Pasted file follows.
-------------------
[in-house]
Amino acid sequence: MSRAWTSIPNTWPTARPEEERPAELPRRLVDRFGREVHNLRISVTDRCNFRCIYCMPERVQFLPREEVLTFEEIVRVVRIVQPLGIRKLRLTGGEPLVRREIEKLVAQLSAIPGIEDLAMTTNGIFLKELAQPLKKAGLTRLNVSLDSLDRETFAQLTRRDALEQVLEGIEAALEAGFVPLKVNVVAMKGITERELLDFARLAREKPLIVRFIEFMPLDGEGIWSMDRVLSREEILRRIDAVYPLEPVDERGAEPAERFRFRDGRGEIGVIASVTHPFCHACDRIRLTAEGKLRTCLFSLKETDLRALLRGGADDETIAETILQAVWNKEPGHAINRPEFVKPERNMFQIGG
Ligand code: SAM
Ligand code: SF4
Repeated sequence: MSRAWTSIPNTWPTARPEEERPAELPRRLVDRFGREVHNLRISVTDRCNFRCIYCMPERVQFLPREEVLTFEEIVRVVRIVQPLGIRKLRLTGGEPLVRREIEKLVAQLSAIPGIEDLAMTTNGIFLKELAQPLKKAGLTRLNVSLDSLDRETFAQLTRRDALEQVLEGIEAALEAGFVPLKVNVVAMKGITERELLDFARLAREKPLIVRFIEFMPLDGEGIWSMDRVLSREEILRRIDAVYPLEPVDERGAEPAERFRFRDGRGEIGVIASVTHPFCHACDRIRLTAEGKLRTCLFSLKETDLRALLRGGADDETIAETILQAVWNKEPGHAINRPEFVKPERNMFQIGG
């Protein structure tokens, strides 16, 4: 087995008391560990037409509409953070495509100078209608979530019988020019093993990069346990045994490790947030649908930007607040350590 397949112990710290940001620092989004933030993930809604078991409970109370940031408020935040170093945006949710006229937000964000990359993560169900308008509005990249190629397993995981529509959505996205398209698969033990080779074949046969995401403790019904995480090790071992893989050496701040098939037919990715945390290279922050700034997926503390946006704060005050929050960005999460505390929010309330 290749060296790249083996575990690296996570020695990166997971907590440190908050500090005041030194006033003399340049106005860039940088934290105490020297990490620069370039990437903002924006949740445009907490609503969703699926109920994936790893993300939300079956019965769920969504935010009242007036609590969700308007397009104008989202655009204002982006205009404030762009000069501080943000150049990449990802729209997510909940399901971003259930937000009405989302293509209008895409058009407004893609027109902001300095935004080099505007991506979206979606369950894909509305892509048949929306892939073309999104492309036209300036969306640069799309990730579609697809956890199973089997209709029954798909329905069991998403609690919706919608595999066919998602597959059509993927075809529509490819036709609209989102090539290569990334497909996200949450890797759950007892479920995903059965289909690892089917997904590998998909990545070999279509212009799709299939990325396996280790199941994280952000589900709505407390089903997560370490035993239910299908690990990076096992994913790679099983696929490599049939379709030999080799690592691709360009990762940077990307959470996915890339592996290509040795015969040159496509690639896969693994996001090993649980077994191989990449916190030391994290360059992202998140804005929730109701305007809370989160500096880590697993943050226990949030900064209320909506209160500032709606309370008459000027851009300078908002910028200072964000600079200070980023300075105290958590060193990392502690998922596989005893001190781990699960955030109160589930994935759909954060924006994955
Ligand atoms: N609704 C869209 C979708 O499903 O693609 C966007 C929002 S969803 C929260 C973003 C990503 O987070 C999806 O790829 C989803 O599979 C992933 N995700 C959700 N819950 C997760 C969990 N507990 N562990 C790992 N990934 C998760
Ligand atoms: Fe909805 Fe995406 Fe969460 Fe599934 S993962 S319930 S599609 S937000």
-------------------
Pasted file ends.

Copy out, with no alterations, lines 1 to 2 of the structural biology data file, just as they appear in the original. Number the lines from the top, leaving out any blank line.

[in-house]
Amino acid sequence: MSRAWTSIPNTWPTARPEEERPAELPRRLVDRFGREVHNLRISVTDRCNFRCIYCMPERVQFLPREEVLTFEEIVRVVRIVQPLGIRKLRLTGGEPLVRREIEKLVAQLSAIPGIEDLAMTTNGIFLKELAQPLKKAGLTRLNVSLDSLDRETFAQLTRRDALEQVLEGIEAALEAGFVPLKVNVVAMKGITERELLDFARLAREKPLIVRFIEFMPLDGEGIWSMDRVLSREEILRRIDAVYPLEPVDERGAEPAERFRFRDGRGEIGVIASVTHPFCHACDRIRLTAEGKLRTCLFSLKETDLRALLRGGADDETIAETILQAVWNKEPGHAINRPEFVKPERNMFQIGG